International Women’s Day is also a stark reminder that there’s still a very long road ahead to fulfilling the United Nation’s Sustainable Development Goals (SDGs), including SDG 5: “Achieve gender equality and empower all women and girls”, a cornerstone for making progress on the rest of the SDGs, including the goal to end poverty in all its forms, everywhere. Taking action to advance gender equality is therefore crucial.
While worker grievances about abuses and exploitation since 2015 have fallen on deaf ears with the renewal of a bilateral Vietnam-Saudi Arabia labour pact (2019-2024), a recent announcement from the official state media seems to appease recent bad publicity about labor export. It reveals an entrenched network of financial interests between recruitment companies and the Ministry of Foreign Affairs. The Security Agency has prosecuted some officials at the Consular Department level for accepting bribes to permit recruitment companies to organise commercial flights to bring overseas workers, who pay upwards of USD $3000 for the one-way flight and quarantine costs, to return to Vietnam. It’s not a coincidence that the corruption exposé happened after waves of social media and the UN special rapporteurs’ letter about human trafficking. Still, numerous worker complaints about Department of Overseas Labour (DOLAB) officials operating in the Vietnamese Embassy in Riyadh continue to fall on deaf ears.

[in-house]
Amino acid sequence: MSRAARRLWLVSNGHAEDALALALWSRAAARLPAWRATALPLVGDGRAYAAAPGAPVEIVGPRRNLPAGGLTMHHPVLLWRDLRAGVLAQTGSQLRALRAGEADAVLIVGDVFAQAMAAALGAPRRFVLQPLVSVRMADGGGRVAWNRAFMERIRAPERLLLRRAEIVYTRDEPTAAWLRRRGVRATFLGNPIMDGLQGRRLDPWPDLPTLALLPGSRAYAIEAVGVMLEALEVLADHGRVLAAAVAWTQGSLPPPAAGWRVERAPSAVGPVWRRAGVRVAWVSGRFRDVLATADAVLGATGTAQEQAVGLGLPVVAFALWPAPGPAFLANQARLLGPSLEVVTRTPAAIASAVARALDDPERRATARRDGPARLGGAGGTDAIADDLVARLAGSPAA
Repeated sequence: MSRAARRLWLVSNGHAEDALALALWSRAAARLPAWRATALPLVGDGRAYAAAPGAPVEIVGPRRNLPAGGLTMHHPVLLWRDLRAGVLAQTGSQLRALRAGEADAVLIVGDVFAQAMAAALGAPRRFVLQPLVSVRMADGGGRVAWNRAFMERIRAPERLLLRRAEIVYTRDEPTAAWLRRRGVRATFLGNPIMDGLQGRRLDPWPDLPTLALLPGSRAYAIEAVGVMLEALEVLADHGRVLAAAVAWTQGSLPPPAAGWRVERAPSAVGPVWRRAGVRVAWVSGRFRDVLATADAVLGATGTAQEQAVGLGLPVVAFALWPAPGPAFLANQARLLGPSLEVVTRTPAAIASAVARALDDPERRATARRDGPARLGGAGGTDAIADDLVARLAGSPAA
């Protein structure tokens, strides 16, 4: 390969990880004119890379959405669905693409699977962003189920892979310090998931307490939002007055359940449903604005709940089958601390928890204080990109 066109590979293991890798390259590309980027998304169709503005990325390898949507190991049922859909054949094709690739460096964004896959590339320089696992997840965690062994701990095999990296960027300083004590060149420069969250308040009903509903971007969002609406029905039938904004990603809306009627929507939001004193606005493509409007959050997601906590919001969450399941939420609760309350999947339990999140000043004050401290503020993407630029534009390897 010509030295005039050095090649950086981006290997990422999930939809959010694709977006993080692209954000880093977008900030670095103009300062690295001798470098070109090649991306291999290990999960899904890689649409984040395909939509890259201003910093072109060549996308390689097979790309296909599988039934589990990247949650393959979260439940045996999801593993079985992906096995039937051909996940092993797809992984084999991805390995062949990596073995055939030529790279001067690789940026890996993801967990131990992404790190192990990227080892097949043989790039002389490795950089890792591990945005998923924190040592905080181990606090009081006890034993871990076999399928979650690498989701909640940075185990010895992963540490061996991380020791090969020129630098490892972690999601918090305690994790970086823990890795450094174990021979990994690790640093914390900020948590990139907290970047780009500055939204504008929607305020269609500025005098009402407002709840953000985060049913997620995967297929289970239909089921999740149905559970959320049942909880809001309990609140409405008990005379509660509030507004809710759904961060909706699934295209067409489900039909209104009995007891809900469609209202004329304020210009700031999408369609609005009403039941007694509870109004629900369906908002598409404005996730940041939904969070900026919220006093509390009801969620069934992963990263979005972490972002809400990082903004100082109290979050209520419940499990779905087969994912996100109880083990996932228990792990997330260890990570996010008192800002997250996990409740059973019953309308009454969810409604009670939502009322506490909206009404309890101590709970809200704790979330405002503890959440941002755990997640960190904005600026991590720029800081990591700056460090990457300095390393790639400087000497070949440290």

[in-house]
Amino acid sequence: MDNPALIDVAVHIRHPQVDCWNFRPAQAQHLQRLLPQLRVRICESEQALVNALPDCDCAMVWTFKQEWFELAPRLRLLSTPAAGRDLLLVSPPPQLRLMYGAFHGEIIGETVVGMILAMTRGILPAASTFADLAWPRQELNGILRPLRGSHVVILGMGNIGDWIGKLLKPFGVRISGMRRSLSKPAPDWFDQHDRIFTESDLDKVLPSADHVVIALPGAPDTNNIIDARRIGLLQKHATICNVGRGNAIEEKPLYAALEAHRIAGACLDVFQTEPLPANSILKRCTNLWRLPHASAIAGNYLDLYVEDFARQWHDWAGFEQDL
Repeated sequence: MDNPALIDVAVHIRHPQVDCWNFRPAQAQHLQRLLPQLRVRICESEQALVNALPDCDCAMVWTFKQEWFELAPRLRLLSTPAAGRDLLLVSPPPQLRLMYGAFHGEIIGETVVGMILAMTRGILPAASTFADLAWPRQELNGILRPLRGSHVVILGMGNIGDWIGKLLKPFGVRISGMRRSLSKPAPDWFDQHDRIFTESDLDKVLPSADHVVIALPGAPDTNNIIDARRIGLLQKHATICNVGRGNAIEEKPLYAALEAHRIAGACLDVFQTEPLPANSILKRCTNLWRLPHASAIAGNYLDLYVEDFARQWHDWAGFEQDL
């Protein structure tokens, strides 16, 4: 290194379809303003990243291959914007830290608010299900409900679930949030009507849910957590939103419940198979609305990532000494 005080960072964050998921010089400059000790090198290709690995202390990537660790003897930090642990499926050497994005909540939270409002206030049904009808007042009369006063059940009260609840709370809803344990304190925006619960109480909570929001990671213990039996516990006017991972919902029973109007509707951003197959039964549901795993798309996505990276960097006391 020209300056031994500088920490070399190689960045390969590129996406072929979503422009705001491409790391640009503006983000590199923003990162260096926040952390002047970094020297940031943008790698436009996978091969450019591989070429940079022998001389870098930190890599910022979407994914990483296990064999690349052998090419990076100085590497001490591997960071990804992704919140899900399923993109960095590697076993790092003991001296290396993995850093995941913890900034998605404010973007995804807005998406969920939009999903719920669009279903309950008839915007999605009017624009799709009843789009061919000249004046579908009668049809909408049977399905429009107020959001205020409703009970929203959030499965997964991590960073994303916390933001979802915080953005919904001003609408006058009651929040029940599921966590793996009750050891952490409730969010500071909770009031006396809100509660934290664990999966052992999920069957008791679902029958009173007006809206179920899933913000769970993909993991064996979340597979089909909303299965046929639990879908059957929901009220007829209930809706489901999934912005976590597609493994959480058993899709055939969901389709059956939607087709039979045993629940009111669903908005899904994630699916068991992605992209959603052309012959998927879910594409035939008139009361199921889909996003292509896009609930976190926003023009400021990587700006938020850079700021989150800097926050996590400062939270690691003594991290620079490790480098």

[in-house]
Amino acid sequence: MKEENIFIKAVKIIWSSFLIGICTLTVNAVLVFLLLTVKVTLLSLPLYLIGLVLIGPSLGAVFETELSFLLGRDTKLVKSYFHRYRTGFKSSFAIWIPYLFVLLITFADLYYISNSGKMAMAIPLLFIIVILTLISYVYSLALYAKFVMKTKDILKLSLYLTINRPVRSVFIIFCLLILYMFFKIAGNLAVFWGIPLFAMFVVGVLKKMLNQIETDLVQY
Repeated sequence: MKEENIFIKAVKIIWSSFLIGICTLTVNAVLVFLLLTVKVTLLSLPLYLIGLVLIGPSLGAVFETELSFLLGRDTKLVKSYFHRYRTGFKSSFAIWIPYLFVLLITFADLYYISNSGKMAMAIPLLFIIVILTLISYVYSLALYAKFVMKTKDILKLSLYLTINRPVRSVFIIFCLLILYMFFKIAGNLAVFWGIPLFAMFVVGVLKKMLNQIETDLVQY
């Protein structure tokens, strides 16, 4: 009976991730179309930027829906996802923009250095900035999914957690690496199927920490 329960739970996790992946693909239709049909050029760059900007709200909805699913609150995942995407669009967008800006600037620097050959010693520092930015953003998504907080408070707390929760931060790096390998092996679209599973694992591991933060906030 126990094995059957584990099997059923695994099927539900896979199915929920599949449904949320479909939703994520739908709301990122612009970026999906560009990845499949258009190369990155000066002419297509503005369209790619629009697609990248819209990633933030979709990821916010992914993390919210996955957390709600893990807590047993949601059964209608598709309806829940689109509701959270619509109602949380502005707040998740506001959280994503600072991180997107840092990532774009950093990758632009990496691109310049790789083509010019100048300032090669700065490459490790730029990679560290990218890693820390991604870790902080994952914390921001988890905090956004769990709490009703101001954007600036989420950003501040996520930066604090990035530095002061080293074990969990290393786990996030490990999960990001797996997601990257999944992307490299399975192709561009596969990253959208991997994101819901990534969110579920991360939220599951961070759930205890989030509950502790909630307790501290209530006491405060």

ADST – Signed on January 27, 1973, the Paris Peace Accords were intended to finally end the Vietnam War, which had cost the lives of thousands of American soldiers, not to mention the millions of Vietnamese civilians who were killed, injured, or displaced. Initially, the Accords were negotiated in secret by National Security Advisor Henry Kissinger and Le Duc Tho, the lead North Vietnamese negotiator. These secret negotiations took place over the course of five years in Paris, from 1968 to 1973, but it was only in the early 70’s that any real progress was made.
Better by degrees … a 2022 survey ranks the world’s most international universitie
Times Higher Education’s (THE) survey of over 10,000 academics features internationally oriented universities leading global academic collaboration efforts through knowledge diplomacy.
Knowledge diplomacy values scientific exchange and diverse, international student bodies and research teams
Universities in politically insular countries are increasingly working with research partners from around the world.
While the diplomatic world faces many challenges on the political front, knowledge diplomacy, led by many top international universities, “may be our last and best tool for rebuilding a broken world”.
This was the stirring message of Safwan Masri, Executive Vice-President for global development at Columbia University at a keynote speech at Times Higher Education’s MENA Universities Summit in 2021.
Masri lamented that much of the world is grappling with misunderstanding, division, polarization and cynicism. He adds that “We are living in profoundly undiplomatic times. The inability to understand and comprehend one another is turning neighbor against neighbor. Everything seems broken.”
For Masri and other delegates at the THE summit, global research universities are a shining light in difficult times, with Masri stating that: “Universities exist to increase our comprehension of the world and to enhance mutual understanding”.